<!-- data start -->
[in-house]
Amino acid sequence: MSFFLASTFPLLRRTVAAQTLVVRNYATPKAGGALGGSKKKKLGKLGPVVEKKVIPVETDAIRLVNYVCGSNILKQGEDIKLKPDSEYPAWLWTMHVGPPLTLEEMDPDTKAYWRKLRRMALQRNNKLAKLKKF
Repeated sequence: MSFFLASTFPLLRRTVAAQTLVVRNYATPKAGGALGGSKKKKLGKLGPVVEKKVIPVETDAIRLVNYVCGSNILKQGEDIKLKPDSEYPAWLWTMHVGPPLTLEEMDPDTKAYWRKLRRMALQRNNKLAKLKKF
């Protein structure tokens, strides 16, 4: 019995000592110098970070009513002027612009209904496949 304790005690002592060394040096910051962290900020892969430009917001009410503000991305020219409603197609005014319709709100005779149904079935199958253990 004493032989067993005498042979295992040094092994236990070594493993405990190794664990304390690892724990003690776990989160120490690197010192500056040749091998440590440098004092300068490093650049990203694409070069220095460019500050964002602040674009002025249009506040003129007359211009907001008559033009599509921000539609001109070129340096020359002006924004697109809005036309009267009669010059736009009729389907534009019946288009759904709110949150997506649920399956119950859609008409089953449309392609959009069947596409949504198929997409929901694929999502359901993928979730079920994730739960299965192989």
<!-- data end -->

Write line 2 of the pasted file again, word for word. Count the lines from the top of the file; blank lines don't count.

Amino acid sequence: MSFFLASTFPLLRRTVAAQTLVVRNYATPKAGGALGGSKKKKLGKLGPVVEKKVIPVETDAIRLVNYVCGSNILKQGEDIKLKPDSEYPAWLWTMHVGPPLTLEEMDPDTKAYWRKLRRMALQRNNKLAKLKKF